Re: Is resilience a trainable skill?
The use of the “R“ word is becoming increasingly prevalence when referring to the NHS workforce and needs to be banned. It seems to have spilled over from industry and management along with the other “R“ term Robustness and is now seen as an absolute prerequisite if working for the NHS. The comparison between Army combat stress and working for the NHS is an interesting one and am sure is entirely appropriate. Who knows the incidence of PTSD may be similar as well !
In terms of medical students being taught resilience, with the process of students progressing through SATS, GCSEs, AS levels, UKCAT, BMAT, medical school interviews, then A levels, any unresilient individuals would have fallen by the wayside.
So the question is whether we should make doctors even more resilient, if that’s possible, or actually try and lessen the factors for which they need to be increasingly resilient and provide them with more support in their job. It speaks volumes for the NHS that we now have to have a dedicated helpline for desperate doctors to counsel them.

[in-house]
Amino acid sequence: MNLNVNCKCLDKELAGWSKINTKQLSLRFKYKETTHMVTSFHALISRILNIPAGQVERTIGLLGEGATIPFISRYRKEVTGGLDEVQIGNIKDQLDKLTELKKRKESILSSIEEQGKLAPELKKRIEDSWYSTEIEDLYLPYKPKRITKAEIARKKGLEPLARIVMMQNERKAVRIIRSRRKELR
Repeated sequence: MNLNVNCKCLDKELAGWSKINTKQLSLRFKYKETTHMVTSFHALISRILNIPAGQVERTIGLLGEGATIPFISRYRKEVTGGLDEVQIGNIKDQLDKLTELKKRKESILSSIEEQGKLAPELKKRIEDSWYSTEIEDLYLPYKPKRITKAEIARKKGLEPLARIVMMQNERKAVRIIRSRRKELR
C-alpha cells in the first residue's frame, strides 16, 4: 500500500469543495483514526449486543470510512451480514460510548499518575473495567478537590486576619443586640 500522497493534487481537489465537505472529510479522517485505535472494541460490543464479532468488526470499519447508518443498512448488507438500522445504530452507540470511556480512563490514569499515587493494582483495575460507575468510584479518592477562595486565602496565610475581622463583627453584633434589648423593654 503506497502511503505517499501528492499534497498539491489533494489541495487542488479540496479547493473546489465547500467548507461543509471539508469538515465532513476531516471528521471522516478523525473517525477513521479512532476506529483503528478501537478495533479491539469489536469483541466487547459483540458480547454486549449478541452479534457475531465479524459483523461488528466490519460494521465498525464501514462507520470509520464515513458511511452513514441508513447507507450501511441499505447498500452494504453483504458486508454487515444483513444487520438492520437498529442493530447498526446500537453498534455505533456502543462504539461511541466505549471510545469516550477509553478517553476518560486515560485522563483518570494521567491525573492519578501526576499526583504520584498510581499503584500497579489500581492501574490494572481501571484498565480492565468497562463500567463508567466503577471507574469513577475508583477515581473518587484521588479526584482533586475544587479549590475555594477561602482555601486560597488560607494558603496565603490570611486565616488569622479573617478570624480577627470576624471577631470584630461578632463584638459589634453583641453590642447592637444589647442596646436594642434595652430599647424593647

So the term Resilience is a bad one as it has negative connotations in terms of the doctor being deficient in not being resilient enough and the job itself in needing more and more resilience.
If I were a medical student and had to undergo resilience training prior to working for the NHS I would be seriously worried about what awaits me - as many are I’m sure.
Doctors shouldn’t need to be increasingly resilient but what they need to be and are is resourceful.
Resourcefulness is the ability to find quick and clever ways to overcome difficulties, to be good at problem solving and to adapt well to new and difficult situations and to think creatively.
So no more resilience training but help us to be more resourceful.
Competing interests: No competing interests